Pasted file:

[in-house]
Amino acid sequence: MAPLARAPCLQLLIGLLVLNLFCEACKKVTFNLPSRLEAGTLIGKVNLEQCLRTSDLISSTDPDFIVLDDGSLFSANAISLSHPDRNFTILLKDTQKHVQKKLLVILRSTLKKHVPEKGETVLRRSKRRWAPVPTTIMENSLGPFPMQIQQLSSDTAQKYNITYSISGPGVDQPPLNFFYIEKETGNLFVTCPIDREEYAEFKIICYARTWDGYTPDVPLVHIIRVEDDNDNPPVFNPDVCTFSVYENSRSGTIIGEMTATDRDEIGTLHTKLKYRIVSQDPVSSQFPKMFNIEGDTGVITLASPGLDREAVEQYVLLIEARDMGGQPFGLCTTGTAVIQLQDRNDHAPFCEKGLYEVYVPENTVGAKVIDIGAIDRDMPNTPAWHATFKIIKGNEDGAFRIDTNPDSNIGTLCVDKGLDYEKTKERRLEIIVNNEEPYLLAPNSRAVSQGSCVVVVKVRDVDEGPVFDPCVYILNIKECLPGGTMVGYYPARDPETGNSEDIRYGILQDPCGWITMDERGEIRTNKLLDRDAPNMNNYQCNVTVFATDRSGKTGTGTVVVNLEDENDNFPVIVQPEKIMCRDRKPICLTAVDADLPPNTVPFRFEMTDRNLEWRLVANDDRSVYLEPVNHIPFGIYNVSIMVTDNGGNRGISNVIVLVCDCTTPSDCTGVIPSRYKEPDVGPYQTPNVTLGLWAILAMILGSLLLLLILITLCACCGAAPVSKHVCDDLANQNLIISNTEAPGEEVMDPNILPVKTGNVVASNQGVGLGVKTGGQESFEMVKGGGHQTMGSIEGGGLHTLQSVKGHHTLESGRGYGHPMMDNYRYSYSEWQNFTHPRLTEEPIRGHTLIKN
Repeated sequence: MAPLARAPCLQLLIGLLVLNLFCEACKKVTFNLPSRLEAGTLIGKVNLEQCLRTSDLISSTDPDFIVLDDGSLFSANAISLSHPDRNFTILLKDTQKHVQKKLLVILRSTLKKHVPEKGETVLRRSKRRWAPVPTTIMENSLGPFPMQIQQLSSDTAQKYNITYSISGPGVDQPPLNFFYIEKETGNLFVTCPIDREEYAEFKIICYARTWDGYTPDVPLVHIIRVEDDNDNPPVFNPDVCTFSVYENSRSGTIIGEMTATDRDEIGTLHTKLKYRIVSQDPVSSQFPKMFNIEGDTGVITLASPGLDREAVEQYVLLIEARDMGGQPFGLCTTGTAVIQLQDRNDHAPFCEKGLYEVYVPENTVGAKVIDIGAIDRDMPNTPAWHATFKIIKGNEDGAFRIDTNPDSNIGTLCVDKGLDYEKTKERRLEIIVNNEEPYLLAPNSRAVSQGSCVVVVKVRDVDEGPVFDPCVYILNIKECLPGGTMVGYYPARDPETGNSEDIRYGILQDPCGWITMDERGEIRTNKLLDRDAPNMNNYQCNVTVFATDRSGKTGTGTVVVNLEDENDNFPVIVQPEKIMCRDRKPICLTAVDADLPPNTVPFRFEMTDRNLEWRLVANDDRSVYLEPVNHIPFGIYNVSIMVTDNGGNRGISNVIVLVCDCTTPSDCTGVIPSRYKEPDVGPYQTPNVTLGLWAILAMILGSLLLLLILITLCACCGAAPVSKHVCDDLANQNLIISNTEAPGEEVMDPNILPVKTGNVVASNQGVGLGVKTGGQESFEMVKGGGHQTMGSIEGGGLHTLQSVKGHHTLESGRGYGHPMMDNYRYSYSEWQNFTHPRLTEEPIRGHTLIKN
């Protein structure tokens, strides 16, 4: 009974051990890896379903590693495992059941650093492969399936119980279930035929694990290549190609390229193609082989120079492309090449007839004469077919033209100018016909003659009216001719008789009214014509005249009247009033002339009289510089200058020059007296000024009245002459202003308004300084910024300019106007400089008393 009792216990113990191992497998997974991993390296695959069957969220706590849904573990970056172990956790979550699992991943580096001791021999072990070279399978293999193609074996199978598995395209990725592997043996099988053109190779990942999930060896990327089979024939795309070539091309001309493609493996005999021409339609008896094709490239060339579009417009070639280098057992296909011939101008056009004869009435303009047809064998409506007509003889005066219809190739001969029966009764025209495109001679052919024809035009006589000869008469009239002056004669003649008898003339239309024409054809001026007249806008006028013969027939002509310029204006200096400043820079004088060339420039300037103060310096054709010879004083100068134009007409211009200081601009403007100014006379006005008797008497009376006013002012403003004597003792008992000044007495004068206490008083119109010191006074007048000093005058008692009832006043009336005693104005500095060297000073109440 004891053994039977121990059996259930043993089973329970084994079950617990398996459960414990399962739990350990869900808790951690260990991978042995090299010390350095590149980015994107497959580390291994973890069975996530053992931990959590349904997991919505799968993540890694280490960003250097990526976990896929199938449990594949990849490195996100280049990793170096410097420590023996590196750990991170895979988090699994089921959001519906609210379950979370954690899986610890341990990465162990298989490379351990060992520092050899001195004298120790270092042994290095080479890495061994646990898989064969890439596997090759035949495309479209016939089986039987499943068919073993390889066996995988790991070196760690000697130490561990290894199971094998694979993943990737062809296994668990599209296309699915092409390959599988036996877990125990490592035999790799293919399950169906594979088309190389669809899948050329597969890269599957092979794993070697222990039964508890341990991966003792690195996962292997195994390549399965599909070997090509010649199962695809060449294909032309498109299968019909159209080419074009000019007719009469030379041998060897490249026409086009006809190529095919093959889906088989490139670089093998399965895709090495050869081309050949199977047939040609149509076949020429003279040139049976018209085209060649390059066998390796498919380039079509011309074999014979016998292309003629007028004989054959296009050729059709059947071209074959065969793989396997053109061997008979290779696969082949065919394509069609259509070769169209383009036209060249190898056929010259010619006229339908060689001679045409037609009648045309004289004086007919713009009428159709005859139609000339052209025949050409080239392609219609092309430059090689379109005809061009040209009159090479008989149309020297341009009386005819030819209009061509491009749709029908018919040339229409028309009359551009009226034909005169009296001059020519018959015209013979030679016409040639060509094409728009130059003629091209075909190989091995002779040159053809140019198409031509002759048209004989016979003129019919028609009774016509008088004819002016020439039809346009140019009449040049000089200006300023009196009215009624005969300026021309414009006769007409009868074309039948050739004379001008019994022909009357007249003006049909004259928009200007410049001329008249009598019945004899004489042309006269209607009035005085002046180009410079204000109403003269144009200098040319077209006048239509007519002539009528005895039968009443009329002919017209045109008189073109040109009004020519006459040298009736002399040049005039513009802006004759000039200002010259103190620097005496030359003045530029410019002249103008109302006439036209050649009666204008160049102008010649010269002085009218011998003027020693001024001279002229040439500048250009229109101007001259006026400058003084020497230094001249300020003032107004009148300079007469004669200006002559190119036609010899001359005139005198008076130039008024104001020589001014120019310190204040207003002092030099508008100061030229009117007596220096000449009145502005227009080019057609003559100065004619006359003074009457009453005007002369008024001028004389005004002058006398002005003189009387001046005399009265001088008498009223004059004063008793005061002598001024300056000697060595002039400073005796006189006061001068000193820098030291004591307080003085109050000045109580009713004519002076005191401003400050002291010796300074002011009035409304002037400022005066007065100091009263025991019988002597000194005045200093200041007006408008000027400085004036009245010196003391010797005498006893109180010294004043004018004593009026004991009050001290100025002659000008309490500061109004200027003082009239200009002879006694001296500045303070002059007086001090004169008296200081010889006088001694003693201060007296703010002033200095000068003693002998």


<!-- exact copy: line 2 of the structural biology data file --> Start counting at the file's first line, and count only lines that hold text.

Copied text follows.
Amino acid sequence: MAPLARAPCLQLLIGLLVLNLFCEACKKVTFNLPSRLEAGTLIGKVNLEQCLRTSDLISSTDPDFIVLDDGSLFSANAISLSHPDRNFTILLKDTQKHVQKKLLVILRSTLKKHVPEKGETVLRRSKRRWAPVPTTIMENSLGPFPMQIQQLSSDTAQKYNITYSISGPGVDQPPLNFFYIEKETGNLFVTCPIDREEYAEFKIICYARTWDGYTPDVPLVHIIRVEDDNDNPPVFNPDVCTFSVYENSRSGTIIGEMTATDRDEIGTLHTKLKYRIVSQDPVSSQFPKMFNIEGDTGVITLASPGLDREAVEQYVLLIEARDMGGQPFGLCTTGTAVIQLQDRNDHAPFCEKGLYEVYVPENTVGAKVIDIGAIDRDMPNTPAWHATFKIIKGNEDGAFRIDTNPDSNIGTLCVDKGLDYEKTKERRLEIIVNNEEPYLLAPNSRAVSQGSCVVVVKVRDVDEGPVFDPCVYILNIKECLPGGTMVGYYPARDPETGNSEDIRYGILQDPCGWITMDERGEIRTNKLLDRDAPNMNNYQCNVTVFATDRSGKTGTGTVVVNLEDENDNFPVIVQPEKIMCRDRKPICLTAVDADLPPNTVPFRFEMTDRNLEWRLVANDDRSVYLEPVNHIPFGIYNVSIMVTDNGGNRGISNVIVLVCDCTTPSDCTGVIPSRYKEPDVGPYQTPNVTLGLWAILAMILGSLLLLLILITLCACCGAAPVSKHVCDDLANQNLIISNTEAPGEEVMDPNILPVKTGNVVASNQGVGLGVKTGGQESFEMVKGGGHQTMGSIEGGGLHTLQSVKGHHTLESGRGYGHPMMDNYRYSYSEWQNFTHPRLTEEPIRGHTLIKN